In a 13-week study of toxicity, groups of 10 Fischer 344 rats of each sex were fed diets containing microencapsulated furfural (carrier, maltodextrin and mixed sugars) providing a nominal dose of 0, 30, 60, 90, or 180 mg/kg bw per day. The actual doses found by analysis of the food were 0, 26, 53, 82, and 160 mg/kg bw per day for males and 0, 28, 57, 86, and 170 mg/kg bw per day for females (Jonker, 2000b). An additional control group received a diet containing the encapsulated material without furfural. The animals were examined daily for clinical signs of toxicity, and body weights and food consumption were measured weekly. Animals at the high dose and controls underwent an ophthalmoscopic examination, while all animals were examined for clinical parameters. Gross examinations were performed at autopsy, with measurements of organ weights and extensive histological examination of a range of organs. In a brief report, Buck (2000) demonstrated that furfural is rapidly released from the microencapsules in an aqueous environment.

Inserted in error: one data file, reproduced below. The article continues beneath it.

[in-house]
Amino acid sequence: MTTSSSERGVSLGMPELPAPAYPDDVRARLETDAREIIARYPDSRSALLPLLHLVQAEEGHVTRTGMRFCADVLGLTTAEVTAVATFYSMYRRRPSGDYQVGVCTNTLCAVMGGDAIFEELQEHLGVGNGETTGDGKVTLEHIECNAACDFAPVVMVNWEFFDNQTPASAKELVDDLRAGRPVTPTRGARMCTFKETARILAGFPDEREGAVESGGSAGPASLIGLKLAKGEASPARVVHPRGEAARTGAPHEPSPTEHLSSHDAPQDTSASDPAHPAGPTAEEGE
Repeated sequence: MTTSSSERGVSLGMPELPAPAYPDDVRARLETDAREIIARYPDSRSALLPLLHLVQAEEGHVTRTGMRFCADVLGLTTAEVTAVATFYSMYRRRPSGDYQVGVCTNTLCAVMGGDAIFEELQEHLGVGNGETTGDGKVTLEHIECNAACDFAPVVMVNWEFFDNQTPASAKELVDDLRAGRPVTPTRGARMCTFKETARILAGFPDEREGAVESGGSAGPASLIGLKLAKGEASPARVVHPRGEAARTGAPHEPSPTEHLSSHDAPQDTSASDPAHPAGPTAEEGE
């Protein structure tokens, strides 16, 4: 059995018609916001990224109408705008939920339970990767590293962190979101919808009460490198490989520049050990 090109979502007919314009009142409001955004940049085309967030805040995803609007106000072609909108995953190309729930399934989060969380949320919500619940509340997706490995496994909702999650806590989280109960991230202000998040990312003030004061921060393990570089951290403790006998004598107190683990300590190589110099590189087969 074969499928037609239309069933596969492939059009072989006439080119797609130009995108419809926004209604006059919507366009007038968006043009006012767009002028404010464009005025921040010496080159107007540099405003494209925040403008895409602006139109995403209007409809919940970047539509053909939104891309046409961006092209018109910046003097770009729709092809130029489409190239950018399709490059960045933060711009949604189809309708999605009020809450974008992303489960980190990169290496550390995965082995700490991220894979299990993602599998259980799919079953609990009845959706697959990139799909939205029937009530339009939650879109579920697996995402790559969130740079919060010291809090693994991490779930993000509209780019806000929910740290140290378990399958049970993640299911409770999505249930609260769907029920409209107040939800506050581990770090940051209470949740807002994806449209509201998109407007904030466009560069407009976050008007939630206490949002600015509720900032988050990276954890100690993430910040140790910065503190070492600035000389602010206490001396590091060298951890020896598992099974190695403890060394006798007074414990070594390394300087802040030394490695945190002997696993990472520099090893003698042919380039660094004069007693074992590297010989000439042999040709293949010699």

There were no clinical signs of toxicity, and body weights and food consumption were unaffected by treatment. The animals given the high dose showed no ophthalmoscopic changes when compared with controls. Some changes in clinical chemistry were seen. The haematological changes included a decreased red blood cell count in males at 180 mg/kg bw per day and increased corpuscular volume and mean corpuscular haemaglobin in males at 90 and 180 mg/kg bw per day. Females at the high dose showed decreased alkaline phosphatase activity, increased gamma-glutamyltransferase activity, an increased plasma concentration of albumin, and a decreased plasma concentration of potassium. Males at the high dose showed decreased alanine aminotransferase activity, an increased plasma concentration of albumin, and an increased albumin:globulin ratio. Increased albumin:globulin ratios were also found in males at 30 and 90 mg/kg bw per day but not in those at 60 mg/kg bw per day.